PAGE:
The unemployment rate has risen to 9.8% as another quarter of a million jobs were shed last month.
Employers cut more jobs than forecast last month and the unemployment rate rose to a 26-year high, calling into question the sustainability of the economic recovery.
The unemployment rate rose to 9.8 percent, the highest since 1983, from 9.7 percent in August, the Labor Department said today in Washington. Payrolls fell by 263,000, following a revised 201,000 decline the prior month that was less than previously reported.
Economists are calling into question the inflationary policies of the government, which through excessive spending and artificially low interest rates is debasing the US dollar and undermining market stability.
Investment analyst Peter Schiff, who is running for Senate in Connecticut, attributes the country’s employment problem to the loose monetary policy of the central bank.
“The reality is, that if we put interest rates anywhere near where they ought to be, we would bankrupt most of our financial entities and we’d have a real collapse,” Schiff says.
“We’re never going to have a real recovery until the market lets us have a real recession.”
“Our phony consumer-based economy isn’t viable; it only exists as long as the Chinese and Japanese lend us money to buy their stuff.”
Financial analyst Jim Rogers expressed his concern about the effect of the central bank’s artificially low interest rates, currently set near zero. He added that the government is underreporting the inflation rate, which threatens to destabilize the economy.
“There’s no question the US is vulnerable to hyperinflation down the road or certainly the inflation we saw in the 1970s, I would expect that to come back in the foreseeable future, certainly in the next few years,” he said.
“The true inflation rate in America? It’s certainly at least 6 or 7 percent, the US government lies about it, as you know, everybody who shops knows that prices are up, everybody except the US government, and I wish we knew where they shopped so we can shop there too and get good prices.”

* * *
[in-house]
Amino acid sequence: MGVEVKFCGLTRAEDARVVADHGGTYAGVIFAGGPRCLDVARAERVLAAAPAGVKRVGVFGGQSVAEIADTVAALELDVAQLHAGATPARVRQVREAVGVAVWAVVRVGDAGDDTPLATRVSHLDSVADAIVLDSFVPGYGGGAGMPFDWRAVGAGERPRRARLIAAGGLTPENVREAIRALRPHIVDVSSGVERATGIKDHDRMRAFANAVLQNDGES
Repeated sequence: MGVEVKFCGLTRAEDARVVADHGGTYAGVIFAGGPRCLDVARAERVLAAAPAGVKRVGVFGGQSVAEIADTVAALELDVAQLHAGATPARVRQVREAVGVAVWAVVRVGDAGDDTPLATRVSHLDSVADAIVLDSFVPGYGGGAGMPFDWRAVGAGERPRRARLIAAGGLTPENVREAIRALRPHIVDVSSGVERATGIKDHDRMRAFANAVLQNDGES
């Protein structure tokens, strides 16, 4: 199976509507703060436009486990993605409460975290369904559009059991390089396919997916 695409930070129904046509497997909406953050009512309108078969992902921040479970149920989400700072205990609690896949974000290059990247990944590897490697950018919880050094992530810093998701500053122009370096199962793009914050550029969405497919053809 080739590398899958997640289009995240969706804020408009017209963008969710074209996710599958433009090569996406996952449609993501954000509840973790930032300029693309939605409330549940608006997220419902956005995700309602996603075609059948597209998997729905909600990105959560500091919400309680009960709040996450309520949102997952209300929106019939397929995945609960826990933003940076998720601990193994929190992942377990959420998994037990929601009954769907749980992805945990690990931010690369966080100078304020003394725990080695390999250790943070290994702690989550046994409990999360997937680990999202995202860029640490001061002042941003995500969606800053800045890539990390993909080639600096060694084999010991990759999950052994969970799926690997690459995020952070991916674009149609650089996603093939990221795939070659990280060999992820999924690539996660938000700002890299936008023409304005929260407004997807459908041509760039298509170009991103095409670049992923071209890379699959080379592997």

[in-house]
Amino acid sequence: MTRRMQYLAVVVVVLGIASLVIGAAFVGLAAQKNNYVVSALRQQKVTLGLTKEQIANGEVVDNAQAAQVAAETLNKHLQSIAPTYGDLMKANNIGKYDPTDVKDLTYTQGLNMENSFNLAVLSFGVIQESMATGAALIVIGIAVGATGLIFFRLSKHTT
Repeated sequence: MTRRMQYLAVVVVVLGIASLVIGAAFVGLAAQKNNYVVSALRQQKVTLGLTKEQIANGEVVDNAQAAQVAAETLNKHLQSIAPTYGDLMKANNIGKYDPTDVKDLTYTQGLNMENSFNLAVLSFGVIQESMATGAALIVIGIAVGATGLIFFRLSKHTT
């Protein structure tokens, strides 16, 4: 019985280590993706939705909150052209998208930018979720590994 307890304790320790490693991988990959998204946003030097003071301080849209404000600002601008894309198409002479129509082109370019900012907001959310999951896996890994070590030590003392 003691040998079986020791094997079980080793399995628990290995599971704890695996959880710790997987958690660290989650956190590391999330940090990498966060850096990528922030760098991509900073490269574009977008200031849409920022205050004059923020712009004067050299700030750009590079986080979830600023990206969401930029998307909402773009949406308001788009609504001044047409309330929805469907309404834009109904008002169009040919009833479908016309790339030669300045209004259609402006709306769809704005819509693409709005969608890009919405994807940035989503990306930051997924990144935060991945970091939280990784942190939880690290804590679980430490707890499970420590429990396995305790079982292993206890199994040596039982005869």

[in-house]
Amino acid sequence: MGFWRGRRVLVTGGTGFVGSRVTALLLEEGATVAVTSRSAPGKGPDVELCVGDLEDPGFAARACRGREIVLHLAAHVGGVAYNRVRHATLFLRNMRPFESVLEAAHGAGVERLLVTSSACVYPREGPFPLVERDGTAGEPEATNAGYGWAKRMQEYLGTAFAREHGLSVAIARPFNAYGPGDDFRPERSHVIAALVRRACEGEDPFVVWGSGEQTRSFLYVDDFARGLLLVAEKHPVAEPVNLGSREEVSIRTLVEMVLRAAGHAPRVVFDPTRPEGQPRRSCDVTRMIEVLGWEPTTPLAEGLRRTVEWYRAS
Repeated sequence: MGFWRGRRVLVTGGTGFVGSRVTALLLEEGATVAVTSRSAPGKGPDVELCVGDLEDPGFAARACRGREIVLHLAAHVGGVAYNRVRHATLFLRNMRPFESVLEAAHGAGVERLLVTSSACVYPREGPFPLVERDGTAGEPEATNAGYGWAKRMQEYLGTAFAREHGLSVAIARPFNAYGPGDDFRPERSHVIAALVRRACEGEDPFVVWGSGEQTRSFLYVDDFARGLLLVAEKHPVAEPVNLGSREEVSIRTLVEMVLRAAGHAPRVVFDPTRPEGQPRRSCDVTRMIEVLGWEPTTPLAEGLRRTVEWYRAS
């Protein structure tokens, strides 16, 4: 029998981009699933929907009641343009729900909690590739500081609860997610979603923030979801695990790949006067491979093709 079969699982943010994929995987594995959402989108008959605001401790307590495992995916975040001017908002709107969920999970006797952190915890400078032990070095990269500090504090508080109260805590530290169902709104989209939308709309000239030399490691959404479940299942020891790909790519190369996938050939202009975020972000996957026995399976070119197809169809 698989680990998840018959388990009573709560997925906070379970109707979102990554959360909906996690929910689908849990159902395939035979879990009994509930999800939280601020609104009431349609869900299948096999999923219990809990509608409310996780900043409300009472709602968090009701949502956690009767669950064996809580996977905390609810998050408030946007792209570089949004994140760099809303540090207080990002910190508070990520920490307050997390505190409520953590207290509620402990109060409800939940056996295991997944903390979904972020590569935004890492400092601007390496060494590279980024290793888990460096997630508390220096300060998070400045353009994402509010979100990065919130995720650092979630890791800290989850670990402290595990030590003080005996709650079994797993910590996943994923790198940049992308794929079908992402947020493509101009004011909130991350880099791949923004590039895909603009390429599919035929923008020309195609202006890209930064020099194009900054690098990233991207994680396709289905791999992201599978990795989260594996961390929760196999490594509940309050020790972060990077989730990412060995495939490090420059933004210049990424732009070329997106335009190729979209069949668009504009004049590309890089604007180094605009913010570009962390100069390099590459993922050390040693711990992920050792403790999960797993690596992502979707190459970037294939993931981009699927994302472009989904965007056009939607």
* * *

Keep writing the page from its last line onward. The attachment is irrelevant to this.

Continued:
Rogers repeated his view that the Fed’s quantitative easing program is “debasing the currency” and said he was “extremely worried” about the fate of the dollar over the long term.
He says that the stimulus provided by central banks is distorting the financial markets.
Q: It has been a big run for equity markets first and foremost, what have you made of it?
A: The governments around the world are pouring huge amounts of money into the world economy. It has to go somewhere and the easiest, best way for it to go is in the financial markets.
Q: It has also concomitant with a big fall in the dollar and there is a call now for greater weakness in that currency, would you concur?
A: I am not optimistic about the US dollar long-term. In fact, the US dollar long-term is going to be a disaster. However, there are many people in the world right now who are terribly pessimistic about the dollar including me, many people have sold the dollar short, and so it would not surprise me if there were not a big rally. If a rally comes, I plan to sell that rally but I am not selling the dollar down here.
To restore a functioning free market, he suggested that the government should stop pumping money into banks and allow those that have been poorly managed to fail.
The chairman of Rogers Holding wrote in the Financial Times, “We need some more Lehmans so we can get out of this.”
During the last 20 years, “Greenspan and Bernanke introduced crony capitalism to the West, which is leading to a lost decade(s),” Rogers writes.
“Market fundamentals are that failures should collapse and be replaced by creative new forces rather than being propped up as zombies. Financial institutions have been failing for centuries and the world has survived.”
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